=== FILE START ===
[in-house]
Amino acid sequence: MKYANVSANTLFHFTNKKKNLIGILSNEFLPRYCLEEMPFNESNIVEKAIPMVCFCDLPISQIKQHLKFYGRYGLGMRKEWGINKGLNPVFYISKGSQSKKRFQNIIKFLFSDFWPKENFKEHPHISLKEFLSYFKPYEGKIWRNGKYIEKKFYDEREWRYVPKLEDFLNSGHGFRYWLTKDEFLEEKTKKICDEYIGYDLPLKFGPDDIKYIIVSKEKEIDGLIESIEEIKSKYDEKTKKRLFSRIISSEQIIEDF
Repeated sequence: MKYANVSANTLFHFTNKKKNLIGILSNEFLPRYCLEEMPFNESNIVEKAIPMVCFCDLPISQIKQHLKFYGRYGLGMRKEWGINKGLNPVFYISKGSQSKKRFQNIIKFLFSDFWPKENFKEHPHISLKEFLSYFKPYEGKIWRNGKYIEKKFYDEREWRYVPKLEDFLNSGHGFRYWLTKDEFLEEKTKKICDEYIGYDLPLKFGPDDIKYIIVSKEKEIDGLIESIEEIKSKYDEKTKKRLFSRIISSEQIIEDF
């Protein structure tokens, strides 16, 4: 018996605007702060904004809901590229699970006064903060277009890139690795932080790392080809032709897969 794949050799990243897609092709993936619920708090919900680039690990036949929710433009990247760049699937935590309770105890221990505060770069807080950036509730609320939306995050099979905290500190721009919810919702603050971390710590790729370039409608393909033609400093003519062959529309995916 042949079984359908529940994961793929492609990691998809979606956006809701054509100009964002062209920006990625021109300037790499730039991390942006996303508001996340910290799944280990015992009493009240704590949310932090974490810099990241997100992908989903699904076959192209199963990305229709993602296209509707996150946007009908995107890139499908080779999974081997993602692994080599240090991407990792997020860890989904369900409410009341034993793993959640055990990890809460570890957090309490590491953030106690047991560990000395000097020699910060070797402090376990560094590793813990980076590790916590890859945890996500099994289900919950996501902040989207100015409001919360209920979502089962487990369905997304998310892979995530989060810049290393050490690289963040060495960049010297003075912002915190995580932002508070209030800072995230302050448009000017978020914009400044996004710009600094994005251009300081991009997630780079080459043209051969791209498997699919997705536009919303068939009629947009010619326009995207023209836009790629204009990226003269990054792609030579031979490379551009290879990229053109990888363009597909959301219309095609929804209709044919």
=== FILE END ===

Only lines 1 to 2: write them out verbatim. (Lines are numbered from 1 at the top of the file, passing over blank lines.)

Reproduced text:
[in-house]
Amino acid sequence: MKYANVSANTLFHFTNKKKNLIGILSNEFLPRYCLEEMPFNESNIVEKAIPMVCFCDLPISQIKQHLKFYGRYGLGMRKEWGINKGLNPVFYISKGSQSKKRFQNIIKFLFSDFWPKENFKEHPHISLKEFLSYFKPYEGKIWRNGKYIEKKFYDEREWRYVPKLEDFLNSGHGFRYWLTKDEFLEEKTKKICDEYIGYDLPLKFGPDDIKYIIVSKEKEIDGLIESIEEIKSKYDEKTKKRLFSRIISSEQIIEDF